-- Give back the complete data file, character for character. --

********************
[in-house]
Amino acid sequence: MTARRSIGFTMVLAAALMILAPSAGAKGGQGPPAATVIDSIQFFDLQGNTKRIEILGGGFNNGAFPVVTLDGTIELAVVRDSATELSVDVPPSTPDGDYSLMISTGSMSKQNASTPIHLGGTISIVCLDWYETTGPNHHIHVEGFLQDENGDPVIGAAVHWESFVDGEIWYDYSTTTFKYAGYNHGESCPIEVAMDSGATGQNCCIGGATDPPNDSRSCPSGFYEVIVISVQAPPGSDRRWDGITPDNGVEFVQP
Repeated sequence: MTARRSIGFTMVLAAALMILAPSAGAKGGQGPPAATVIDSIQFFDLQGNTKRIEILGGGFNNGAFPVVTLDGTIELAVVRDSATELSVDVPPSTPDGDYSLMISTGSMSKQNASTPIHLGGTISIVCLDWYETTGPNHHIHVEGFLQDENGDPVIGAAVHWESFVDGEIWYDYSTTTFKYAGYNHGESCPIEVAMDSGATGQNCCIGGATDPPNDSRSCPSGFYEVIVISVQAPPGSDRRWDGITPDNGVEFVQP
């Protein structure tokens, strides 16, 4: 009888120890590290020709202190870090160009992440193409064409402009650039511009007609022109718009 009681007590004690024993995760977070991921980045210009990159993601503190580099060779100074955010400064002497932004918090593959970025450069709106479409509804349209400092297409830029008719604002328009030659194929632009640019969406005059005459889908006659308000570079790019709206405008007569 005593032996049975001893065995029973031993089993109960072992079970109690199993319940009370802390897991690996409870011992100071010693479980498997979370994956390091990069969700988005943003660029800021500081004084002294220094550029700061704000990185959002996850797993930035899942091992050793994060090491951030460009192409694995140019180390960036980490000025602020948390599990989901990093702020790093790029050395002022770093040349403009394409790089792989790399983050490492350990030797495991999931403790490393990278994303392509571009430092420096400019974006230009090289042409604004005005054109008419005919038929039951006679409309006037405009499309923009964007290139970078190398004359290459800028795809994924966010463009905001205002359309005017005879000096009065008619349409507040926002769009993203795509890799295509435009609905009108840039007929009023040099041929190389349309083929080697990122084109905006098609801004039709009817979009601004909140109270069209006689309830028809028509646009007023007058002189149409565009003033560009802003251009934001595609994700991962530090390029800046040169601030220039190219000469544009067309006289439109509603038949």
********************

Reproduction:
[in-house]
Amino acid sequence: MTARRSIGFTMVLAAALMILAPSAGAKGGQGPPAATVIDSIQFFDLQGNTKRIEILGGGFNNGAFPVVTLDGTIELAVVRDSATELSVDVPPSTPDGDYSLMISTGSMSKQNASTPIHLGGTISIVCLDWYETTGPNHHIHVEGFLQDENGDPVIGAAVHWESFVDGEIWYDYSTTTFKYAGYNHGESCPIEVAMDSGATGQNCCIGGATDPPNDSRSCPSGFYEVIVISVQAPPGSDRRWDGITPDNGVEFVQP
Repeated sequence: MTARRSIGFTMVLAAALMILAPSAGAKGGQGPPAATVIDSIQFFDLQGNTKRIEILGGGFNNGAFPVVTLDGTIELAVVRDSATELSVDVPPSTPDGDYSLMISTGSMSKQNASTPIHLGGTISIVCLDWYETTGPNHHIHVEGFLQDENGDPVIGAAVHWESFVDGEIWYDYSTTTFKYAGYNHGESCPIEVAMDSGATGQNCCIGGATDPPNDSRSCPSGFYEVIVISVQAPPGSDRRWDGITPDNGVEFVQP
């Protein structure tokens, strides 16, 4: 009888120890590290020709202190870090160009992440193409064409402009650039511009007609022109718009 009681007590004690024993995760977070991921980045210009990159993601503190580099060779100074955010400064002497932004918090593959970025450069709106479409509804349209400092297409830029008719604002328009030659194929632009640019969406005059005459889908006659308000570079790019709206405008007569 005593032996049975001893065995029973031993089993109960072992079970109690199993319940009370802390897991690996409870011992100071010693479980498997979370994956390091990069969700988005943003660029800021500081004084002294220094550029700061704000990185959002996850797993930035899942091992050793994060090491951030460009192409694995140019180390960036980490000025602020948390599990989901990093702020790093790029050395002022770093040349403009394409790089792989790399983050490492350990030797495991999931403790490393990278994303392509571009430092420096400019974006230009090289042409604004005005054109008419005919038929039951006679409309006037405009499309923009964007290139970078190398004359290459800028795809994924966010463009905001205002359309005017005879000096009065008619349409507040926002769009993203795509890799295509435009609905009108840039007929009023040099041929190389349309083929080697990122084109905006098609801004039709009817979009601004909140109270069209006689309830028809028509646009007023007058002189149409565009003033560009802003251009934001595609994700991962530090390029800046040169601030220039190219000469544009067309006289439109509603038949």